"It's the new DDT: a class of poisons licensed for widespread use before they had been properly tested, which are now ripping the natural world apart." writes George Monbiot in an article in The Guardian.
In another massive human blunder, neonicotinoids are already in many of the pesticides used around the world, though we are only just now realizing the devastating effect they have on the natural world.
Researchers now know that this class of poisons is responsible for many of the bee deaths we've witnessed over recent years, and was even the culprit behind the death of over 50,000 bumble bees in a single parking lot.Recent research has shown that the issue is more complex than we thought, with a veritable witches brew of pesticides causing the illness and death of bees and other pollinators. But neonicotinoids are poisons at the heart of the problem, underscoring not only the problem with the bees, but also with humans rushing to use a product with unknown consequences.
It is only now, when neonicotinoids are already the world's most widely deployed insecticides, that we are beginning to understand how extensive their impacts are. Just as the manufacturers did for DDT, the corporations which make these toxins claimed that they were harmless to species other than the pests they targeted. Just as they did for DDT, they have threatened people who have raised concerns, published misleading claims and done all they can to bamboozle the public. And, as if to ensure that the story sticks to the old script, some governments have collaborated in this effort. Among the most culpable is the government of the United Kingdom.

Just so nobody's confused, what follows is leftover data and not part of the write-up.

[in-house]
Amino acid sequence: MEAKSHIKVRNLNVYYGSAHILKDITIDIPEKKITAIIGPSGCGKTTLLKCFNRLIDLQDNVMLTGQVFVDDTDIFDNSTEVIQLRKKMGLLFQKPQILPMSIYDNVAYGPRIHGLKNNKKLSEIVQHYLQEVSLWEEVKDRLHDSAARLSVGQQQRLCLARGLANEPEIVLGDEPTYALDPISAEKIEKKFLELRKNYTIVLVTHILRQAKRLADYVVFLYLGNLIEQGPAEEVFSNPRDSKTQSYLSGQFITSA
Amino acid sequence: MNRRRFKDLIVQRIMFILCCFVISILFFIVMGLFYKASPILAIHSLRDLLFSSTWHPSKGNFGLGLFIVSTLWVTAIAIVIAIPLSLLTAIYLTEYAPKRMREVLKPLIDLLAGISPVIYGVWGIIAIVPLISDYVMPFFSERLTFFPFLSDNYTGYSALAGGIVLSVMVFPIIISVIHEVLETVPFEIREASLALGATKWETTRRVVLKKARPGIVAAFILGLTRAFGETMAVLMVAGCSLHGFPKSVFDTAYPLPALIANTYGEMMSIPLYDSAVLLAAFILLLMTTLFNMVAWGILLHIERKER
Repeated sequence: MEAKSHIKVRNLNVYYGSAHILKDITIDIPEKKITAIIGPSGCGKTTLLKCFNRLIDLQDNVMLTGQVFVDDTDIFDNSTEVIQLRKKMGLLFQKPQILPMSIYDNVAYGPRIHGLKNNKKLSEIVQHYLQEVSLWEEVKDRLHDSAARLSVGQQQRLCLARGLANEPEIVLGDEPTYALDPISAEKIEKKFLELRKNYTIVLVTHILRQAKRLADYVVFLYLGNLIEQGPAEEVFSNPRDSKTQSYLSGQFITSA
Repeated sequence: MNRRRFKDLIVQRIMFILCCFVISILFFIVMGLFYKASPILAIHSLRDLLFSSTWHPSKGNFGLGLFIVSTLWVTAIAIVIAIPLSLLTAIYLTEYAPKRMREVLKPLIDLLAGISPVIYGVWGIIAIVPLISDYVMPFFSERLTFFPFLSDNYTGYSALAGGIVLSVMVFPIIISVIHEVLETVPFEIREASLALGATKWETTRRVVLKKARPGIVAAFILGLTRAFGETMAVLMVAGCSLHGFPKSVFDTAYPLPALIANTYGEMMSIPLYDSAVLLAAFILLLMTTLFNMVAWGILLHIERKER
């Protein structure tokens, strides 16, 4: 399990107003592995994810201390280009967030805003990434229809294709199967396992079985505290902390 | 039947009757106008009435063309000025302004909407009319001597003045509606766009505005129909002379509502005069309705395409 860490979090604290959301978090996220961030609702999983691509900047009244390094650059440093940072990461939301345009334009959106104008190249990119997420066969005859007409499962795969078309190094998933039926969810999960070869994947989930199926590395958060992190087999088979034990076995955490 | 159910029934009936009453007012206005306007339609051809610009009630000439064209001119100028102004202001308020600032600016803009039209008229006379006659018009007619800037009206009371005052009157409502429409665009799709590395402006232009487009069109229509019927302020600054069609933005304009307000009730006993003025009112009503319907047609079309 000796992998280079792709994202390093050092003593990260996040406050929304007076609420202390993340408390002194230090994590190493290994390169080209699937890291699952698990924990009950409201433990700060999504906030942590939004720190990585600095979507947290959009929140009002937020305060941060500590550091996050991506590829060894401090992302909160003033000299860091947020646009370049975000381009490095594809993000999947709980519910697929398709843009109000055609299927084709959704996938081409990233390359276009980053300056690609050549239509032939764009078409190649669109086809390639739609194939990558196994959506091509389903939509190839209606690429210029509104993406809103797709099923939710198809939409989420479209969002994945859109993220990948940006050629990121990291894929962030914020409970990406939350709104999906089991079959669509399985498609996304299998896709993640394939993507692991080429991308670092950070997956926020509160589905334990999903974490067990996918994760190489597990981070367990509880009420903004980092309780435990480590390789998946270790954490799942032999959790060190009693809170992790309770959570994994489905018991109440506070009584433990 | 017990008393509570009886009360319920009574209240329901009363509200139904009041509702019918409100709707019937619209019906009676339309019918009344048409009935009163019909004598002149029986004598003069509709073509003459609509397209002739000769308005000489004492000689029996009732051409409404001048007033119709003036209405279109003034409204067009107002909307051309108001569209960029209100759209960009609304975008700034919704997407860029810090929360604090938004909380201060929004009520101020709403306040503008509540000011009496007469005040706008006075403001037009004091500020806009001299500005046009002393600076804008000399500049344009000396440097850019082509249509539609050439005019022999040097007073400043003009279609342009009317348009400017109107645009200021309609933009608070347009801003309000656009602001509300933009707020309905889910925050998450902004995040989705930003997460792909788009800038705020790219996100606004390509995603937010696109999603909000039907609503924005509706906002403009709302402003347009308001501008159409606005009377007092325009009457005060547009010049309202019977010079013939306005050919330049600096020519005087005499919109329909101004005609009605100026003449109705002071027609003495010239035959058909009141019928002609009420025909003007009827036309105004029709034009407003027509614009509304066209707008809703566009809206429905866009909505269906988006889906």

The piece is filled with some frightening facts about this calls of poisons, such as that neonicotinoids are highly persistent chemicals -- when sprayed, 90% or more enters the soil and can last up to 19 years there, so that with each application the soil becomes even more toxic. And we all know what happens to a portion of pollution that enters the soil -- it goes into the water table.
What is even more frightening is how powerful this class of poison actually is: "The quantities required to destroy insect life are astonishingly small: by volume these poisons are 10,000 times as powerful as DDT."
If this makes neonicotinoids the new DDT, does this make bees the new bald eagle? Quite possibly -- only with far more devastating effects for humans as we are dependent on the very bees we are killing. Read the piece in full over at The Guardian. This is something everyone needs to be educated about, and fast.